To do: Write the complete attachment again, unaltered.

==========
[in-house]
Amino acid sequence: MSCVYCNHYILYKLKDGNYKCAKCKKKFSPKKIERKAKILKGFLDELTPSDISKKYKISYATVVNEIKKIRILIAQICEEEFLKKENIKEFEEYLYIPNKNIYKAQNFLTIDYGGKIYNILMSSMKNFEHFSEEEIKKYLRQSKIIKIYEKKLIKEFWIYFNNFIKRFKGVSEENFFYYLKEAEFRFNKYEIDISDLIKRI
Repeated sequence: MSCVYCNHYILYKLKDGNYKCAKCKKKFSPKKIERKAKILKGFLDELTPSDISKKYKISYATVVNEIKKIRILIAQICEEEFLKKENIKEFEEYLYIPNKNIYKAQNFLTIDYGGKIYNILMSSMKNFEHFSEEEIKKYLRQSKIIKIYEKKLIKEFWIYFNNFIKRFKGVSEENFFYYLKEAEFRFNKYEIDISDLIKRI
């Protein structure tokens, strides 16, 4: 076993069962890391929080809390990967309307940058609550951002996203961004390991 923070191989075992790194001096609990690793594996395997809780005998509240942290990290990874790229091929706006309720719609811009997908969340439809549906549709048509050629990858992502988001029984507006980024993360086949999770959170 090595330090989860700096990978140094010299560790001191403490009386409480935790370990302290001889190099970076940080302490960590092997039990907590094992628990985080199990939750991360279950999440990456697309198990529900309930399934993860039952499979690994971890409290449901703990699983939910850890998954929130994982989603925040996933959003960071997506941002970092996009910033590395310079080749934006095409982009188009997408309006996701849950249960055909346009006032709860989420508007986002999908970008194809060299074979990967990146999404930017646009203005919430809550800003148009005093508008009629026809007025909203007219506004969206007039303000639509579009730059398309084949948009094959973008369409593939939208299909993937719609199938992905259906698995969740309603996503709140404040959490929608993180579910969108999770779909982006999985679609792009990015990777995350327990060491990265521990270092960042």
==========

[in-house]
Amino acid sequence: MSCVYCNHYILYKLKDGNYKCAKCKKKFSPKKIERKAKILKGFLDELTPSDISKKYKISYATVVNEIKKIRILIAQICEEEFLKKENIKEFEEYLYIPNKNIYKAQNFLTIDYGGKIYNILMSSMKNFEHFSEEEIKKYLRQSKIIKIYEKKLIKEFWIYFNNFIKRFKGVSEENFFYYLKEAEFRFNKYEIDISDLIKRI
Repeated sequence: MSCVYCNHYILYKLKDGNYKCAKCKKKFSPKKIERKAKILKGFLDELTPSDISKKYKISYATVVNEIKKIRILIAQICEEEFLKKENIKEFEEYLYIPNKNIYKAQNFLTIDYGGKIYNILMSSMKNFEHFSEEEIKKYLRQSKIIKIYEKKLIKEFWIYFNNFIKRFKGVSEENFFYYLKEAEFRFNKYEIDISDLIKRI
């Protein structure tokens, strides 16, 4: 076993069962890391929080809390990967309307940058609550951002996203961004390991 923070191989075992790194001096609990690793594996395997809780005998509240942290990290990874790229091929706006309720719609811009997908969340439809549906549709048509050629990858992502988001029984507006980024993360086949999770959170 090595330090989860700096990978140094010299560790001191403490009386409480935790370990302290001889190099970076940080302490960590092997039990907590094992628990985080199990939750991360279950999440990456697309198990529900309930399934993860039952499979690994971890409290449901703990699983939910850890998954929130994982989603925040996933959003960071997506941002970092996009910033590395310079080749934006095409982009188009997408309006996701849950249960055909346009006032709860989420508007986002999908970008194809060299074979990967990146999404930017646009203005919430809550800003148009005093508008009629026809007025909203007219506004969206007039303000639509579009730059398309084949948009094959973008369409593939939208299909993937719609199938992905259906698995969740309603996503709140404040959490929608993180579910969108999770779909982006999985679609792009990015990777995350327990060491990265521990270092960042």